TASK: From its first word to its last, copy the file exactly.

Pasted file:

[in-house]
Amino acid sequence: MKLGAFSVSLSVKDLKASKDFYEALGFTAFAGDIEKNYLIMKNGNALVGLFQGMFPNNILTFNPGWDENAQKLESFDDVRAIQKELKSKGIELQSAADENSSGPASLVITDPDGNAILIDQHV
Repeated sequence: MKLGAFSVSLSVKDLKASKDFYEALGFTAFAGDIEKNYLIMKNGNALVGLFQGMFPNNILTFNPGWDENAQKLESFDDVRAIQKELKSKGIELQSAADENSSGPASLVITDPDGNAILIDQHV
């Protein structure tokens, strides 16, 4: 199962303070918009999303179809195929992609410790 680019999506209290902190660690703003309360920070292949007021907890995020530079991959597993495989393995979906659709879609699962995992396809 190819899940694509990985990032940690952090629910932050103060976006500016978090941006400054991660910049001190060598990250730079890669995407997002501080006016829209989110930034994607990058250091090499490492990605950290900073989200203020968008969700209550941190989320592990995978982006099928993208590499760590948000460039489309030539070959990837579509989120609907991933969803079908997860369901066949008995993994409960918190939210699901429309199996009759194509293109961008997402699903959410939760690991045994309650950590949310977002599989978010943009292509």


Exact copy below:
[in-house]
Amino acid sequence: MKLGAFSVSLSVKDLKASKDFYEALGFTAFAGDIEKNYLIMKNGNALVGLFQGMFPNNILTFNPGWDENAQKLESFDDVRAIQKELKSKGIELQSAADENSSGPASLVITDPDGNAILIDQHV
Repeated sequence: MKLGAFSVSLSVKDLKASKDFYEALGFTAFAGDIEKNYLIMKNGNALVGLFQGMFPNNILTFNPGWDENAQKLESFDDVRAIQKELKSKGIELQSAADENSSGPASLVITDPDGNAILIDQHV
């Protein structure tokens, strides 16, 4: 199962303070918009999303179809195929992609410790 680019999506209290902190660690703003309360920070292949007021907890995020530079991959597993495989393995979906659709879609699962995992396809 190819899940694509990985990032940690952090629910932050103060976006500016978090941006400054991660910049001190060598990250730079890669995407997002501080006016829209989110930034994607990058250091090499490492990605950290900073989200203020968008969700209550941190989320592990995978982006099928993208590499760590948000460039489309030539070959990837579509989120609907991933969803079908997860369901066949008995993994409960918190939210699901429309199996009759194509293109961008997402699903959410939760690991045994309650950590949310977002599989978010943009292509």